3 Responses to “The Gift Economy”

  1. Rod says:

    Back when Jimmy Carter was president, the news often contained stories lamenting “the twin towers of debt” — the trade deficit and the budget deficit, as if they were similar and equally harmful to American prosperity. At that time, the trade deficit with Japan and the other emerging economies in Asia, like Taiwan and South Korea, were the threat to American jobs, and many economists worried that soon the Japanese would own everything worth owning in the United States, like Rockefeller Center and Pebble Beach Golf Club.

    Sadly for the Japanese, they bought American assets at high prices, and they themselves pursued deficit spending and general indebtedness with vigor, and currency values eventually adjusted

    Similarly, the Chinese have been buying American assets — Treasury securities, at high prices (par value for long term bonds). They will get stung when inflation undermines the value of the dollar or when we, like Greece, pay off our debt at 50 cents or less on the dollar.

  2. chuck martel says:

    ” For his part, Graeber doesn’t attribute the success of the occupation to its planners but to luck, timing, and the pervasive mood of anger and disillusionment in the country: There are few jobs, the political process has ground to a halt, and as individuals and as a nation, we’re drowning in debt”

    Why would a supposed anarchist be concerned about any of that? As usual, and as one commenter to the article noted, radical left-wingers are anarchists. Since when? Anarchists should rejoice that the political process has ground to a halt. Anarchists would blame lack of employment on government. Debt assumption is a voluntary act, except in the case of taxes, and, once again, that’s the government.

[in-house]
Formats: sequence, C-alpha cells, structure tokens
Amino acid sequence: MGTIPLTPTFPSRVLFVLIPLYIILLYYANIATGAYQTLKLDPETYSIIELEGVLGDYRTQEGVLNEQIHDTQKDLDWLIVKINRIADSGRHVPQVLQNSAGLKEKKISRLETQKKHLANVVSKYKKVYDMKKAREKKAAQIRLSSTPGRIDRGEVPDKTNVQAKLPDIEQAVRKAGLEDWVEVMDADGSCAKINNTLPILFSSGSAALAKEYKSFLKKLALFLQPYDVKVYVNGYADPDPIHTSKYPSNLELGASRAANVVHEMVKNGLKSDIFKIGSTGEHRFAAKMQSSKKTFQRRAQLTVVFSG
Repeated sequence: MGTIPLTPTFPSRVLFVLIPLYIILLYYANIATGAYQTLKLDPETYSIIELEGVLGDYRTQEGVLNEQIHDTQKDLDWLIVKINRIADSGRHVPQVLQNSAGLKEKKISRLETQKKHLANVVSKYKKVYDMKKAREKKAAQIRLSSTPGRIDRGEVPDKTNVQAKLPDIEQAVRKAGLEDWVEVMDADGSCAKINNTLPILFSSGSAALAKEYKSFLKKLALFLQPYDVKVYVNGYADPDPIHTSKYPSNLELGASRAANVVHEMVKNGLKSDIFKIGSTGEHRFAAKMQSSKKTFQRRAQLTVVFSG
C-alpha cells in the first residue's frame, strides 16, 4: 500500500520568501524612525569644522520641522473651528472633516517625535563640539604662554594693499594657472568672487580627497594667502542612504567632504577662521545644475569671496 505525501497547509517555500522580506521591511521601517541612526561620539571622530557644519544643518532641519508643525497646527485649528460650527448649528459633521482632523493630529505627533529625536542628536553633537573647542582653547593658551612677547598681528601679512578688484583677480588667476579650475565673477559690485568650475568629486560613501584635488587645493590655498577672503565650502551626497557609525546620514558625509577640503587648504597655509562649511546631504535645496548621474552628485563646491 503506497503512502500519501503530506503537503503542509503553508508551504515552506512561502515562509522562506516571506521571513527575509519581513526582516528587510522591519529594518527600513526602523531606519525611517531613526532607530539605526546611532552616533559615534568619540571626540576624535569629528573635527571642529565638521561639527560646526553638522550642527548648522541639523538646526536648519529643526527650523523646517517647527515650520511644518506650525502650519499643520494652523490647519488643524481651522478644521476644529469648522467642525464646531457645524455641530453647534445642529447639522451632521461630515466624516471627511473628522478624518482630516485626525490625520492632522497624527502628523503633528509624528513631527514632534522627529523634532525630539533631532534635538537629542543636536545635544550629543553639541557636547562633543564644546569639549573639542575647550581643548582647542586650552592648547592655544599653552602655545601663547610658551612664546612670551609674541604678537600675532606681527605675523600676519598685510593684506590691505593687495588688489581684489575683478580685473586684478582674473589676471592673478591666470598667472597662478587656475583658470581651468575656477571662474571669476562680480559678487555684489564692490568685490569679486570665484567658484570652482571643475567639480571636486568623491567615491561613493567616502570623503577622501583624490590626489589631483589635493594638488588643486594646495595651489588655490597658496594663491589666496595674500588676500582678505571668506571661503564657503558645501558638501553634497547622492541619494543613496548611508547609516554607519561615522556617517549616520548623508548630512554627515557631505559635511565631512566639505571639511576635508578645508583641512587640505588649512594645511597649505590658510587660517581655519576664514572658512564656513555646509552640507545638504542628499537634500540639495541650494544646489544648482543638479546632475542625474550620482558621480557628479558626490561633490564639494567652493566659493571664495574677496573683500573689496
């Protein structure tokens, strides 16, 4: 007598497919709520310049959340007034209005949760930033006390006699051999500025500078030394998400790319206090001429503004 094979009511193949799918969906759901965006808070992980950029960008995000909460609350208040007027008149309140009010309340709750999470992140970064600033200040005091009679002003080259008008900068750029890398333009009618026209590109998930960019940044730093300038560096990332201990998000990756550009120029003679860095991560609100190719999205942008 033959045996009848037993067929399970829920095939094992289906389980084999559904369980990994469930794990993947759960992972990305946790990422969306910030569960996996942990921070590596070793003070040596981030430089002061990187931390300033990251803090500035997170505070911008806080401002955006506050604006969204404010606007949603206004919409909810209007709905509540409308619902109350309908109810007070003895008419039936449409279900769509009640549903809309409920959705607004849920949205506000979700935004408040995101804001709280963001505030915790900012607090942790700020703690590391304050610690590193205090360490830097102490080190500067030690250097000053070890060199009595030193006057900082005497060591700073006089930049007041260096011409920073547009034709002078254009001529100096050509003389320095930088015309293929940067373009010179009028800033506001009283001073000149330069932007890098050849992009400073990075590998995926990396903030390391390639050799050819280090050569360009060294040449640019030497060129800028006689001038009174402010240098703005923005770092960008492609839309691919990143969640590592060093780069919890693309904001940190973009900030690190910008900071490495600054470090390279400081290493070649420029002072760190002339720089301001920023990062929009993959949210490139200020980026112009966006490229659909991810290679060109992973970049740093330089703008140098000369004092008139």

3. Harry says:

    I wonder how globalization is somehow a modern problem.

    One could easily go back to the nineteenth century and find Bastiat writing about the negative railroad and free trade, but the problem is far older than that. Global until Gallileo was still global, only smaller, with primitive communication. The king in Marksburg Castle did not have to worry about the Asians displacing his serfs’ jobs making IPhones, but he built a big fortress and fed a lot of knights and their horses to protect against foreign competition from the kingdoms sixty miles away, as the crow flies.

    His big concern was getting killed, not finding serfs from the king in the next valley showing up with gifts of fresh vegetables and fruit in the winter. Nor would his serfs had been unhappy if the serfs bearing the gifts had spared them the effort to bear the king’s portion on the hard walk up the mountain to the top of the castle.

    Suppose they were not gifts, but just relatively cheap, however cheap would be defined in a barter economy. Would not the king, his courtiers, and all of his serfs be free-traders?